Firefighters are beginning to get a handle on the massive Black Forest wildfire near Colorado Springs – the most destructive fire in the state’s history.
Cooler temperatures and some rain helped increase the contained area from just five percent Thursday to 30 percent Friday, authorities reported.
Still, the fire has been devastating: Two people killed and 38,000 evacuated, 473 homes destroyed as the blaze moved through 25 square miles of forests and woodland neighborhoods.
The Black Forest Fire in Colorado is part of a pattern in the West: increased construction in the “wildland-urban interface,” as it’s called.
Most homeowners adhere to zoning codes and other regulations requiring them to cut back trees, shrubs, and other natural fuels that can send fires racing through developed areas. Here in the mountains of southern Oregon, crews frequently are seen thinning the forested watershed above town.
Lightning strikes spark most wildfires, and unpaved roads into national forests and wilderness areas provide access to arsonists as well as to hunters and campers. (What started the Black Forest Fire is yet to be determined, but El Paso County Sheriff Terry Maketa suspects human causation.)
But experts now have little doubt that climate change has become a major factor in the number and intensity of wildfires.
“Today, western forests are experiencing longer wildfire seasons and more acres burned compared to several decades ago,” says Todd Sanford, a climate scientist at the Union of Concerned Scientists (UCS). “The greatest increase has occurred in mid-elevation Northern Rockies forests, which are having higher spring and summer temperatures and earlier snowmelt. These conditions are linked to climate change.”
“In general, climate change is increasing the risk for longer wildfire seasons and more area burned,” he says.
The UCS reports that wildfires in the western US have been increasing in frequency and duration since the mid-1980s, occurring nearly four times more often, burning more than six times the land area, and lasting almost five times as long.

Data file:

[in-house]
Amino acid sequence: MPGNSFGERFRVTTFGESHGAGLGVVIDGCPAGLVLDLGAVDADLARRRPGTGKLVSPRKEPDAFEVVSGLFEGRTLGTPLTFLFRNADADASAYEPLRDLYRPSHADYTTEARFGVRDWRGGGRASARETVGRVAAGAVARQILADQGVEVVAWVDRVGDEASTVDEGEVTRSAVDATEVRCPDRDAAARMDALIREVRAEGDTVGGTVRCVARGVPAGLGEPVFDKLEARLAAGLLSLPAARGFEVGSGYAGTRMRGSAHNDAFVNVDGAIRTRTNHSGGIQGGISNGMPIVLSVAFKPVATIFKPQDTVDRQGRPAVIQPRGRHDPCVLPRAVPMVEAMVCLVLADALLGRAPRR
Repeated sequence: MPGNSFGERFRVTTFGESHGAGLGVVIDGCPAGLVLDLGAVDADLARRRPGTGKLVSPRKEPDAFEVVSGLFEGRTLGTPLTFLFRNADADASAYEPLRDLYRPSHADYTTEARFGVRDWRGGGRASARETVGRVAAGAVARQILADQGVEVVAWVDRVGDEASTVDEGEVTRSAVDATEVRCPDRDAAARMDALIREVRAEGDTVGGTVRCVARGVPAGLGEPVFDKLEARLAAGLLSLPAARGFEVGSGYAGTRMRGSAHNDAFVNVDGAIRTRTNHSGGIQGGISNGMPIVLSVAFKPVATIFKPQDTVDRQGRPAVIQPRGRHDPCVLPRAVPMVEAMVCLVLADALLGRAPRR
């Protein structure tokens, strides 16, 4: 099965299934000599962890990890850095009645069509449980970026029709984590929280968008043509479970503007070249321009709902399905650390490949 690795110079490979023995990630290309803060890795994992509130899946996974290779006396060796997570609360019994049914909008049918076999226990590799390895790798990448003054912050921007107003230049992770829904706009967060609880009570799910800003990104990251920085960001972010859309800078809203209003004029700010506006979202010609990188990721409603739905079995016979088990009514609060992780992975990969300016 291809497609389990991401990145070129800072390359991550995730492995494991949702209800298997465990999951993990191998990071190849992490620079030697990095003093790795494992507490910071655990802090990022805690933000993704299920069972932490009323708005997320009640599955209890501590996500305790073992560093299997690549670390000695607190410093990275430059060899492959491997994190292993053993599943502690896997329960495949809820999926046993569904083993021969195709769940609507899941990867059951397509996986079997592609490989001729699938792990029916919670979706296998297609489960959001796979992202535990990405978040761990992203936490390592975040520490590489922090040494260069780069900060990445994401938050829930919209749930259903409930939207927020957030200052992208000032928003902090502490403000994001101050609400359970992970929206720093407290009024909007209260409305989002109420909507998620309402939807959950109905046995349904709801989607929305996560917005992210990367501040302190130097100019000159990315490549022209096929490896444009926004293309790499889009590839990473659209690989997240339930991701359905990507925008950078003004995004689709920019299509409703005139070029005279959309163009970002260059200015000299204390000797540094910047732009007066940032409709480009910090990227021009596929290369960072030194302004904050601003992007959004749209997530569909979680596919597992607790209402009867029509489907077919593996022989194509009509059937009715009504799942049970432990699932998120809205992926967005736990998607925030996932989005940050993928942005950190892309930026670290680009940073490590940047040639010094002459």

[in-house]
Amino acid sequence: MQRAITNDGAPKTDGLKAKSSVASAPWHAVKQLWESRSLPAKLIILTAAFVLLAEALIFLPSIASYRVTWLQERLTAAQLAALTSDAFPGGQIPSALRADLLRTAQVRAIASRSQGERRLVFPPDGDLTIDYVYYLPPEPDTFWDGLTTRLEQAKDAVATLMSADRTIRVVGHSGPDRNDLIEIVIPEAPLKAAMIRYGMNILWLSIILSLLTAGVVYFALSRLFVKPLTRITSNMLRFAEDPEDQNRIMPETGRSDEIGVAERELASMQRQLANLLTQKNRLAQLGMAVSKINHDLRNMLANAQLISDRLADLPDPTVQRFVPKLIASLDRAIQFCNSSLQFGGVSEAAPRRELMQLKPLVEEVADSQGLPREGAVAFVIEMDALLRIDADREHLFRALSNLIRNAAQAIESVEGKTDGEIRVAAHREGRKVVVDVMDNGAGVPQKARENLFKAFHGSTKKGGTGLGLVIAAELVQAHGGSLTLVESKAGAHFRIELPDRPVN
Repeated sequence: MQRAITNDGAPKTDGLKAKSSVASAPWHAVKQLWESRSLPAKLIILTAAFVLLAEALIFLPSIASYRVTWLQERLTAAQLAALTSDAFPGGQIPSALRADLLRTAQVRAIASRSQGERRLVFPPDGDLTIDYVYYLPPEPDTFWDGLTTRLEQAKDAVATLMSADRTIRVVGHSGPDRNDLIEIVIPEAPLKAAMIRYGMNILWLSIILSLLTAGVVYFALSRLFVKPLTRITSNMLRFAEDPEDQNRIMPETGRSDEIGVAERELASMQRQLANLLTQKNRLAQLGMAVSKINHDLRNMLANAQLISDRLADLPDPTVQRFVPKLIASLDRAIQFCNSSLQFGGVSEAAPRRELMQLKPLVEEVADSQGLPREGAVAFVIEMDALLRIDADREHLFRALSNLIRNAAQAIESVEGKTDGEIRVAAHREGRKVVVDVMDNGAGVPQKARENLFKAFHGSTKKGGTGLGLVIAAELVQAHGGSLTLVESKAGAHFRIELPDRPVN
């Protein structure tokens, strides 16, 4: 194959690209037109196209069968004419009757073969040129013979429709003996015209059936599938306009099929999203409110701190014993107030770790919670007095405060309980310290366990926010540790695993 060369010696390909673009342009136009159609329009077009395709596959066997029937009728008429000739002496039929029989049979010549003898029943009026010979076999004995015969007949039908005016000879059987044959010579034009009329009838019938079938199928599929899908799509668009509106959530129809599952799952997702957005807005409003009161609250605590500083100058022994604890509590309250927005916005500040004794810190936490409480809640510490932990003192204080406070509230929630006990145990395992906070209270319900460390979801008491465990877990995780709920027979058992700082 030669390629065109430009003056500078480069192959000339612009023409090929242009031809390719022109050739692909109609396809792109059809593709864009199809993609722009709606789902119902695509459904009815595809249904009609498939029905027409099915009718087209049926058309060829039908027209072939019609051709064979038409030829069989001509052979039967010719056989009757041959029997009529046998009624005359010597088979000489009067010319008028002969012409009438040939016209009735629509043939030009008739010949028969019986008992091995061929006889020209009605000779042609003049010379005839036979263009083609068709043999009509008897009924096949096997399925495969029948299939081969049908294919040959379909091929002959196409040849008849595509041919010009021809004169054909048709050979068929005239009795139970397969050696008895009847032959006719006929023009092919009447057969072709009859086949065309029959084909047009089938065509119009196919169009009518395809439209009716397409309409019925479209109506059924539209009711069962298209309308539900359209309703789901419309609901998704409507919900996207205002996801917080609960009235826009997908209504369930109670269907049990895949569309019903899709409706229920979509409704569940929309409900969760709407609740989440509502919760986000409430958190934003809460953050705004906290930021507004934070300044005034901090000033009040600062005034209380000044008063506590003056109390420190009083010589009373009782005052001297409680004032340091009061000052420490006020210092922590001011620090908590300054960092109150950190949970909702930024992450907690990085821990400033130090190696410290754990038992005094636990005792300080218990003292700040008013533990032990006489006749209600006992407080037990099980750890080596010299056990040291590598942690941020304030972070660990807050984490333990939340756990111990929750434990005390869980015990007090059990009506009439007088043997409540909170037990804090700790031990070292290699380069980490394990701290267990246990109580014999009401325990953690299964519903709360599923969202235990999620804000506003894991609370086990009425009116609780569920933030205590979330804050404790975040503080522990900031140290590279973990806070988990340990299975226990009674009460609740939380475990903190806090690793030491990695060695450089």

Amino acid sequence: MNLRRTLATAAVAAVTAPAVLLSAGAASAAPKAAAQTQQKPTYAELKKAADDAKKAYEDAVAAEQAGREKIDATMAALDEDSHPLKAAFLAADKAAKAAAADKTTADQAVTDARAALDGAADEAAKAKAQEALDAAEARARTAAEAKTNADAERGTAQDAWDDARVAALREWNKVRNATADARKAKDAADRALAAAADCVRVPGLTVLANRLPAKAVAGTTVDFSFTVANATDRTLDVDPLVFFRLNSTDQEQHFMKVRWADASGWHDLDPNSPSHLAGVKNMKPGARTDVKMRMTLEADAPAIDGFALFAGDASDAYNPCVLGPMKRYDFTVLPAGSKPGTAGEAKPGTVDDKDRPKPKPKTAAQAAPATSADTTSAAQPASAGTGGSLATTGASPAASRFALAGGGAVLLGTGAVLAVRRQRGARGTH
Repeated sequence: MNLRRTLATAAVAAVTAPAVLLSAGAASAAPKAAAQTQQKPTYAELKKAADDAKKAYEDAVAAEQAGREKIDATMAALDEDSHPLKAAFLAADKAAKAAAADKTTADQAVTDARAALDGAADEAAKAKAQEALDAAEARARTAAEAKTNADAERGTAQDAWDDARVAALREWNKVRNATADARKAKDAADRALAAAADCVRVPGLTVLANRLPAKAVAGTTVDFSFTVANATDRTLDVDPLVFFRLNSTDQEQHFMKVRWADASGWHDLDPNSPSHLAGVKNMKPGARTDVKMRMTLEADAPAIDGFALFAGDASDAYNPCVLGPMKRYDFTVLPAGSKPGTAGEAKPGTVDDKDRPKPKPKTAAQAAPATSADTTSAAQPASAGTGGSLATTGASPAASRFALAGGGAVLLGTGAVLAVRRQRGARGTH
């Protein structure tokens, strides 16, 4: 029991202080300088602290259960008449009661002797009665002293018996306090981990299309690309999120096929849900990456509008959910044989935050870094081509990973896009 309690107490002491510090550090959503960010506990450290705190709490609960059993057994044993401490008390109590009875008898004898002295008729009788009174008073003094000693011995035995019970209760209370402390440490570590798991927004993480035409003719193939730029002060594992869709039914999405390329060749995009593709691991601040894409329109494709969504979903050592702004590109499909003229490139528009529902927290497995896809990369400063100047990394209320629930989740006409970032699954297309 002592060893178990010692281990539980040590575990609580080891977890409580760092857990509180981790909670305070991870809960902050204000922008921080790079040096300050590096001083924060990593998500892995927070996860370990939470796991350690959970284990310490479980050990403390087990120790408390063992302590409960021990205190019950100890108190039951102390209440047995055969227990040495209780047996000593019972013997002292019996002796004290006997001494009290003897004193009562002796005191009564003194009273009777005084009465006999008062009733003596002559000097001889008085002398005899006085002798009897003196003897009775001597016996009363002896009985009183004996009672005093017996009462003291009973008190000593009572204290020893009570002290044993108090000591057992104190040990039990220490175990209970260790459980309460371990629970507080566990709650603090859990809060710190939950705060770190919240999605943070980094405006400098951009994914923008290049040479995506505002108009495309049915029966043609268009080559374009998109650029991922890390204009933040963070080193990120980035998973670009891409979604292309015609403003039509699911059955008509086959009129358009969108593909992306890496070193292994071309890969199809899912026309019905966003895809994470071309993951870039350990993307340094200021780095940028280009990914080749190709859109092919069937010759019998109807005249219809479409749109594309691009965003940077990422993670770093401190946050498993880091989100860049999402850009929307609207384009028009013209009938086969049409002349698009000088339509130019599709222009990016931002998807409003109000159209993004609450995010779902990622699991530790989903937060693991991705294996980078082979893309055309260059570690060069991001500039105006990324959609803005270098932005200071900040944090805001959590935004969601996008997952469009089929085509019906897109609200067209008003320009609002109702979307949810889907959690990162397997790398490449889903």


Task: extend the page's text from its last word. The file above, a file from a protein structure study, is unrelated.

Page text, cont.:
“As the climate warms, moisture and precipitation levels are changing, with wet areas becoming wetter and dry areas becoming drier,” the organization reports. “Higher spring and summer temperatures and earlier spring snow-melt typically cause soils to be drier for longer, increasing the likelihood of drought and a longer wildfire season, particularly in the western United States. These hot, dry conditions also increase the likelihood that, once wildfires are started by lightning strikes or human error, they will be more intense and long-burning.”
To those tasked with preventing and fighting wildfires, climate change has become a major challenge.
“On average, wildfires burn twice as many acres each year as compared to 40 years ago. Last year, the fires were massive in size, coinciding with increased temperatures and early snow melt in the West,” US Forest Service Chief Tom Tidwell told the Senate Energy and Natural Resources Committee in testimony last week. “The largest issue we now face is how to adapt our management to anticipate climate change impacts and to mitigate their potential effects.”
In its report accompanying Mr. Tidwell’s testimony, the Forest Service detailed the increasing costs of fire-fighting.
Costs of fire suppression have increased to consume nearly half of the entire Forest Service budget. In fiscal year 1991, fire activities accounted for about 13 percent of the total agency budget. In fiscal year 2012, it was more than 40 percent. Since fiscal year 2000, the 10-year average cost has risen almost every year – from a little more than $540 million to more than $1 billion in 2010 and beyond.
During the past 10 years, the Forest Service has made fire transfers from non-firefighting accounts to pay for fire suppression costs six times, ranging from a low of $100 million in fiscal year 2007 to a high of $999 million in fiscal year 2002, and totaling approximately $2.7 billion. Of that total, $2.3 billion was repaid but led to disruptions within many Forest Service programs.
In Colorado, meanwhile, the US Department of Agriculture has designated six counties as primary natural disaster areas and six more as contiguous disaster areas due to ongoing severe drought conditions, US Senator Michael Bennet (D) of Colorado announced this week.
“Despite some relief earlier this year, right now we’re seeing how quickly our weather can get hot and dry, creating hazardous fire and drought conditions,” Sen. Bennet said.